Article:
Equimolar libraries were sequenced in six runs using the MiSeq reagent kit V2 for 300 cycles on the MiSeq platform (Illumina). Each run included 279 samples and a sequencing control that consisted of the purified barcoded PCR product of DNA extracted from Staphylococcus aureus (ATCC 25923). Gene sequences were processed using the 16S Metagenomics workflow in the MiSeq Reporter analysis software version 2.5 based on quality scores generated by real-time analysis during the sequencing run. Quality-filtered indexed reads were demultiplexed for generation of individual FASTQ files and aligned using the banded Smith-Waterman method of the Illumina-curated version of the Greengenes database for taxonomic classification of milk microbes. Resulting FASTQ files were uploaded into the open-source pipeline Quantitative Insights into Microbial Ecology (QIIME) version 1.9.125. Sequences were filtered based on quality as described previously26 and assigned to operational taxonomic units (OTUs) with 97% identity using UCLUST27. The OTU database was rarefied using the command single_rarefaction.py from QIIME and the number of OTUs, as well as Chao1 and Shannon indexes, was calculated for each sample at a rarefication level of 5,000 reads per sample.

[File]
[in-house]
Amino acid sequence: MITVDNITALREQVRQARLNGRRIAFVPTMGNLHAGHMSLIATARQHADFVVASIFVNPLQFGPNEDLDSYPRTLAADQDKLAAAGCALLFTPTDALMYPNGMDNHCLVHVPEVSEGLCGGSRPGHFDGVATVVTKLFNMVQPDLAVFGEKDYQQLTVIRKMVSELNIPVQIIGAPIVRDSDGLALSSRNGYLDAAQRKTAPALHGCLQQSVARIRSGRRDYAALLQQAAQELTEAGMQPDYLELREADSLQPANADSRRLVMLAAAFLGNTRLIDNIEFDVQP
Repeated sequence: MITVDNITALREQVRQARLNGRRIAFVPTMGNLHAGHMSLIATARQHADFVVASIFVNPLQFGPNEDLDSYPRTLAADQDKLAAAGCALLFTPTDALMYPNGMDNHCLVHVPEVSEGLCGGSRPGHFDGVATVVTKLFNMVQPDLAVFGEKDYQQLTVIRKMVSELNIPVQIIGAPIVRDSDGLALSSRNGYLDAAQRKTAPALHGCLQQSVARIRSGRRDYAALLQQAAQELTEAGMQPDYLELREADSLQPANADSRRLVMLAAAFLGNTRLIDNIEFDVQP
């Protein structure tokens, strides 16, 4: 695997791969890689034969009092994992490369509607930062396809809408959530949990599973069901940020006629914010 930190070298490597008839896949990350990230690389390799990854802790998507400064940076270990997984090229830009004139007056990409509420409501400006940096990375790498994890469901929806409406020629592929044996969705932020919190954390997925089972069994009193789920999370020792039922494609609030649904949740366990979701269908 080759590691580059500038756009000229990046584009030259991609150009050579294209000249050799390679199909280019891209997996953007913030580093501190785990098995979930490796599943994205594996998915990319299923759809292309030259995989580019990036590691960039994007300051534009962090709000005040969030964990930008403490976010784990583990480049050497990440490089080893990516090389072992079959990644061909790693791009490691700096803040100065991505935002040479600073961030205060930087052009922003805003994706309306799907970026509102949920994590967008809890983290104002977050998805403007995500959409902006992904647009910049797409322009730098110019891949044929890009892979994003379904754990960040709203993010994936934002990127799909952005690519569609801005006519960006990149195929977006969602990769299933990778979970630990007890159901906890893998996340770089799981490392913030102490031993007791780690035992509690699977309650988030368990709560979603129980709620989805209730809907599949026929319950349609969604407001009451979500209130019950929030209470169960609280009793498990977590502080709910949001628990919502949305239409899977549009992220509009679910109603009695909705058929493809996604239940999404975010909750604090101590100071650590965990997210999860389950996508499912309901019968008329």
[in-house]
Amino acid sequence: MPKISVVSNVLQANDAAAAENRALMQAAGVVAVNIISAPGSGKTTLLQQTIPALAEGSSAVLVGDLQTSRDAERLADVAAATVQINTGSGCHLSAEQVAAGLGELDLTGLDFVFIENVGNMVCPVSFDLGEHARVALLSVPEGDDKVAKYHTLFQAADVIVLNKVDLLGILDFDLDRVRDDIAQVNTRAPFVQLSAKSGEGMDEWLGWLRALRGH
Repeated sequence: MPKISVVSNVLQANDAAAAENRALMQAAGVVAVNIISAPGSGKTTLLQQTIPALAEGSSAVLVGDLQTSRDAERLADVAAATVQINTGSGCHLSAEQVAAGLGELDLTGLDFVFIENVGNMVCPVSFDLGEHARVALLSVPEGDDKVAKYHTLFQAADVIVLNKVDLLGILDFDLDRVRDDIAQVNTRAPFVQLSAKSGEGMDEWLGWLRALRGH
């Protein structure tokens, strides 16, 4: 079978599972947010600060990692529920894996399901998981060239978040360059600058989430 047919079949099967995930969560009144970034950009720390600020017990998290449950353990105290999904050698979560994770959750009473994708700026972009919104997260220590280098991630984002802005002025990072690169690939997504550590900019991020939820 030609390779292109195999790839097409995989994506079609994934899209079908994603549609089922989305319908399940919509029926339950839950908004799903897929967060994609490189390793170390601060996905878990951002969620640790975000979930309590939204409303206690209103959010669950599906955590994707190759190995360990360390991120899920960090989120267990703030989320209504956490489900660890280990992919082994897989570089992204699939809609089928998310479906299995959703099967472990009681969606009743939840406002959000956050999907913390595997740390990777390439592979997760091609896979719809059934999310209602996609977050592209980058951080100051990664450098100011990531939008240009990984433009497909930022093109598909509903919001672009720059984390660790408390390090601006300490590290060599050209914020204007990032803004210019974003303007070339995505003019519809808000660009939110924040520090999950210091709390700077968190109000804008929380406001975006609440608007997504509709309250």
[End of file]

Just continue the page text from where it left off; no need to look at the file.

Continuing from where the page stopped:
Quantification of 16S rRNA Copies by qPCR
The number of 16S rRNA copies was used as a proxy to determine bacterial load in milk samples collected on days 1, 3, 8 and 14. 16S rRNA gene copies were quantified by qPCR as described previously28. Reactions were performed using Unibac primers (forward: 5′-TGG AGC ATG TGG TTT AAT TCG A-3′; reverse: 5′-TGC GGG ACT TAA CCC AAC A-3′; 50 pmol/reaction), 1X iQTM SYBR® Green Mastermix (Bio-Rad Laboratories, Hercules, CA), and 1.5 μL of sample DNA. A standard curve was built using plasmid DNA quantified by spectrophotometry. All samples were assayed in duplicate using an iQTM5 Real-time PCR system (Bio-Rad Laboratories, Hercules, CA) set to perform denaturation at 95 °C for 3 minutes, 40 cycles of amplification (95 °C for 10 seconds and 55 °C for 30 seconds), one cycle at 95 °C for 60 seconds, one cycle at 55 °C for 60 seconds, and a melting curve determination.